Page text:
"Man, that was good," Maurice whispered in his ear as he sat beside him.
Maybe so, but Mark couldn't help noticing the poor man still shook as he sat beside him. He'd sat there shaking throughout most of the trial. The guy was built like a linebacker, yet he trembled like the frailest client Mark had ever defended. He was accused of being in a gang and gunning down a rival. Mark hadn't believed it from the time he met the gentle giant.
He hoped the jury would believe in Maurice's innocence as well.
Two hours later the case went to the jury.
"This is gonna be a quick one," Dan said as they rode down in the courthouse elevator. He wore a hangdog expression like he always did while the jury was out. He shot a sharp look at Mark. "Want to bet on the verdict?"
Mark shook his head.
"I'm going to the coffee shop. No point in leaving," Dan said.
And since Dan was almost always right about how long the jury took to deliberate, Mark replied, "I'll join you."
"Sure." Mark had a good feeling about this one, but wasn't one to gloat.
Two women who were assistants to Judge Patterson got on the elevator. One smiled flirtatiously at him. He tried not to notice. It wasn't a good thing to get too friendly with the staff from the judge's office. Someone could yell conflict of interest.
Besides, he was happy with Tiffany Mitchell, his fiancée. Well, happy wasn't exactly the right word — more like content. Tiffany was a little high maintenance, but she was beautiful, smart, and would make a great wife for an up-and-coming lawyer. Tiffany was a little wound up from all the wedding planning, but she hadn't become a bridezilla, and he'd felt a little distance between them lately.
They got out at the ground floor and headed for the coffee shop.
Dan checked his watch. "I figure we have time to split a BLT, if you're hungry."
"Sure." They ordered the sandwich and two coffees and found a table.
They'd just finished the BLT and Mark was thinking about getting out his grandfather's letter when they got the phone calls to return to the courtroom.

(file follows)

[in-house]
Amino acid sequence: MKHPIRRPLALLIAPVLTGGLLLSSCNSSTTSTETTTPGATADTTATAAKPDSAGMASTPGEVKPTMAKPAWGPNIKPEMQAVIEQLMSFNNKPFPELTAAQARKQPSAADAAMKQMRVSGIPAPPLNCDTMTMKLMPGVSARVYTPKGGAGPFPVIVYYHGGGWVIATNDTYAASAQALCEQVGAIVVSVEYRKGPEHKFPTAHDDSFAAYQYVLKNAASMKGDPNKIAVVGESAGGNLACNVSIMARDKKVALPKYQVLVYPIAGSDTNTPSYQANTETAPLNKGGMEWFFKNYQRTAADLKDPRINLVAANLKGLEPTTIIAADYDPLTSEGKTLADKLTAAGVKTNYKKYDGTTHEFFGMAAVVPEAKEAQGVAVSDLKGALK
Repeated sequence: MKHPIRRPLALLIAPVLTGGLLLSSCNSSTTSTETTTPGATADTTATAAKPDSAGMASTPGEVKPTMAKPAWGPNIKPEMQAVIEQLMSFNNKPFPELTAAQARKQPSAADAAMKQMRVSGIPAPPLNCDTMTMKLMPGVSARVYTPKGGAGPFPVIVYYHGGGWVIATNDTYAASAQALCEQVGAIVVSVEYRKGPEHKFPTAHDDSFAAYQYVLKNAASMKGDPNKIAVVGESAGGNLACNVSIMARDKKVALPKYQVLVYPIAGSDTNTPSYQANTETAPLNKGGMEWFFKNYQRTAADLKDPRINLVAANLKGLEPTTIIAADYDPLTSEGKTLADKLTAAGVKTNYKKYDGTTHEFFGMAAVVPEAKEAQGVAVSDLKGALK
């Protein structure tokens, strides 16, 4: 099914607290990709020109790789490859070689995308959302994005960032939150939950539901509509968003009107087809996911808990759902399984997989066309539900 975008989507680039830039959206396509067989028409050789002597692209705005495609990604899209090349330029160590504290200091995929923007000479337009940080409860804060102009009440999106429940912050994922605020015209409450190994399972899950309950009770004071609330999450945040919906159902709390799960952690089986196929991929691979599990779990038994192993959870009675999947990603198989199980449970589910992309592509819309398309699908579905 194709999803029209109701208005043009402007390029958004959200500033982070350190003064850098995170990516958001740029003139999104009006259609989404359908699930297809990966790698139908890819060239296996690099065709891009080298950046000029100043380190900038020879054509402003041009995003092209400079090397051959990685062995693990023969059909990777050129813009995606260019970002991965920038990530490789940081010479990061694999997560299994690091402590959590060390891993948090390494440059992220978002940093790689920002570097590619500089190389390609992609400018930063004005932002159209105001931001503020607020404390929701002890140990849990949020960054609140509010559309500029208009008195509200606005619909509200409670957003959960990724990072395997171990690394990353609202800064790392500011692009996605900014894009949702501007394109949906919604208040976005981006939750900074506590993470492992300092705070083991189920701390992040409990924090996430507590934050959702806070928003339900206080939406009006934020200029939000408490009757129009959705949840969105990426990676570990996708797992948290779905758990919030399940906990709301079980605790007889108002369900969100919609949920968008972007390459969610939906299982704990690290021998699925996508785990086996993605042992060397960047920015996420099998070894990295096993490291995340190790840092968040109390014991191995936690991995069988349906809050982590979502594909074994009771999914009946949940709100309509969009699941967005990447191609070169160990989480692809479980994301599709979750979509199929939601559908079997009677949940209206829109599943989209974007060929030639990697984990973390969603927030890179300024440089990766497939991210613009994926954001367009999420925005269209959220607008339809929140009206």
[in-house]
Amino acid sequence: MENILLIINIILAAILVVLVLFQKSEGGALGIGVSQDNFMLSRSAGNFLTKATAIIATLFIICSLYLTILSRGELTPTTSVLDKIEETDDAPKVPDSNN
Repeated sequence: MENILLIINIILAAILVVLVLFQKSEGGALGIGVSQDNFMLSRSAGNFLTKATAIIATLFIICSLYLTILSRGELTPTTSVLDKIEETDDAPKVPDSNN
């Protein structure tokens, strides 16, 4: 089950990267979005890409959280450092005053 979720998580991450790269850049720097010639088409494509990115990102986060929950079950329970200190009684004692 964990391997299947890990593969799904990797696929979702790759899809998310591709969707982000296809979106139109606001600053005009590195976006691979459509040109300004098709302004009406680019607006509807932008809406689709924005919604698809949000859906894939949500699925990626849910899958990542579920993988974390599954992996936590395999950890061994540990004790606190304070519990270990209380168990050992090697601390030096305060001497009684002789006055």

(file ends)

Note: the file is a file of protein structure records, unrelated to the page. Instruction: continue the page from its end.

Dan stood and tossed his paper napkin onto his plate. "Here we go."
The courtroom was buzzing with excitement. Reporters lined the first row of seats. Behind them were members of the families and behind them, the regular contingent of senior citizens who attended trials as a form of entertainment.
Officers brought Maurice to his seat and secured his restraints. The chains shook even more than they had that morning. "A short time out's good, right? I heard the shorter the deliberation, the better the verdict."
"I'm afraid that's not always true."
Maurice gave him a desperate look. "Lie to me, man. Tell me a jury coming back so quick means they found me innocent. Otherwise, I'm gonna pass out right here."
The bailiff called for all to rise as the judge walked in. He gave his traditional stern look at the assemblage and recited his admonition for the courtroom to remain calm when the verdict was announced.
"Have you reached a verdict?" the judge asked the jury.
"Yes, your Honor," the foreman said.
The bailiff took the square of paper from him and carried it to the judge. Mark stood with his client and waited for the judge to read the paper.
"Is this your decision?"
"Yes, your Honor."
"On the charge of first degree murder," the judge read aloud, "not guilty."
"No! You killed my son!" a man shouted.
Mark turned and saw two officers wrestling the father of the victim to the ground. He screamed threats as they dragged him from the courtroom.
Maurice stood still for a moment, then threw his arms around Mark and hugged him so tightly Mark was afraid he was going to end up with cracked ribs.
Grinning, he extricated himself and the officer in charge of security went to work releasing Maurice from his leg chains.
"There's some paperwork and then you're free," Mark told Maurice, slapping him on his shoulder.
"Can't thank you enough, man."
"No problem. Now I don't want to see you again, right?"
"You won't. Like I said, I gave up that life years ago."
Mark grabbed his briefcase, accepted the grudging congratulations from Dan, and headed out of the courthouse. He paused briefly in his car to text the verdict to Lani, his paralegal and assistant.
A brass bell clanged the minute he walked into the law offices. It was the celebratory greeting for an attorney when he or she won a case. Mark thought it was kind of silly, but it was a tradition and law firms loved tradition. Especially staid, well-established firms like this one.
His boss came out of his office to clap him on the back and other attorneys joined him.
Mark finally extricated himself and went to see if his assistant had any messages for him. He took them into his office, scanned quickly, and then settled back in his chair. He was tired — a good kind of tired. Satisfied tired. There them had been a lot of long days and long nights preparing for this and other cases.
"You look exhausted," Lani said.